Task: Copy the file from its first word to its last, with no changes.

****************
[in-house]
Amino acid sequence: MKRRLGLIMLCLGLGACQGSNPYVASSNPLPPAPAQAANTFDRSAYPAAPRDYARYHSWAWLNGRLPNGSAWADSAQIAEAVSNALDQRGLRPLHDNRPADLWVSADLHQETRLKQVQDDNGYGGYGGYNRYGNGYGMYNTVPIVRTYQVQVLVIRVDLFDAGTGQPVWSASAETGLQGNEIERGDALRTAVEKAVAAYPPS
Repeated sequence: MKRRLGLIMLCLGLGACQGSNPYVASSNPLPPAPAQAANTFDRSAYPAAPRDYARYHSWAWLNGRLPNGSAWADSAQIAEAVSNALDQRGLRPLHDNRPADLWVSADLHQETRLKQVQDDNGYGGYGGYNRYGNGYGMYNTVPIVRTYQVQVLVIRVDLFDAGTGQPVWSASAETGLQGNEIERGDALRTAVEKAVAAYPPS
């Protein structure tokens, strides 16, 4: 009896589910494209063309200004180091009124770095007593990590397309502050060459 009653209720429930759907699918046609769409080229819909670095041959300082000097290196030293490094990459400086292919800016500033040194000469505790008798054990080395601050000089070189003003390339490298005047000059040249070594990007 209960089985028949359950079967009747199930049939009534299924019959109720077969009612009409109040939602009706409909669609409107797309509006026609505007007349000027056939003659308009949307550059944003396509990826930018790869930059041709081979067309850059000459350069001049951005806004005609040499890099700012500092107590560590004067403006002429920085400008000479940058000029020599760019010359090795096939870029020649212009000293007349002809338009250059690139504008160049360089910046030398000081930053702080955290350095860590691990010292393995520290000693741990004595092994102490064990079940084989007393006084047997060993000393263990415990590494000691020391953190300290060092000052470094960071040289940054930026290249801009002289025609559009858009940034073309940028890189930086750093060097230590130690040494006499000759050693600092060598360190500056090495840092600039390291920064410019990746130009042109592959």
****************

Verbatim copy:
[in-house]
Amino acid sequence: MKRRLGLIMLCLGLGACQGSNPYVASSNPLPPAPAQAANTFDRSAYPAAPRDYARYHSWAWLNGRLPNGSAWADSAQIAEAVSNALDQRGLRPLHDNRPADLWVSADLHQETRLKQVQDDNGYGGYGGYNRYGNGYGMYNTVPIVRTYQVQVLVIRVDLFDAGTGQPVWSASAETGLQGNEIERGDALRTAVEKAVAAYPPS
Repeated sequence: MKRRLGLIMLCLGLGACQGSNPYVASSNPLPPAPAQAANTFDRSAYPAAPRDYARYHSWAWLNGRLPNGSAWADSAQIAEAVSNALDQRGLRPLHDNRPADLWVSADLHQETRLKQVQDDNGYGGYGGYNRYGNGYGMYNTVPIVRTYQVQVLVIRVDLFDAGTGQPVWSASAETGLQGNEIERGDALRTAVEKAVAAYPPS
């Protein structure tokens, strides 16, 4: 009896589910494209063309200004180091009124770095007593990590397309502050060459 009653209720429930759907699918046609769409080229819909670095041959300082000097290196030293490094990459400086292919800016500033040194000469505790008798054990080395601050000089070189003003390339490298005047000059040249070594990007 209960089985028949359950079967009747199930049939009534299924019959109720077969009612009409109040939602009706409909669609409107797309509006026609505007007349000027056939003659308009949307550059944003396509990826930018790869930059041709081979067309850059000459350069001049951005806004005609040499890099700012500092107590560590004067403006002429920085400008000479940058000029020599760019010359090795096939870029020649212009000293007349002809338009250059690139504008160049360089910046030398000081930053702080955290350095860590691990010292393995520290000693741990004595092994102490064990079940084989007393006084047997060993000393263990415990590494000691020391953190300290060092000052470094960071040289940054930026290249801009002289025609559009858009940034073309940028890189930086750093060097230590130690040494006499000759050693600092060598360190500056090495840092600039390291920064410019990746130009042109592959």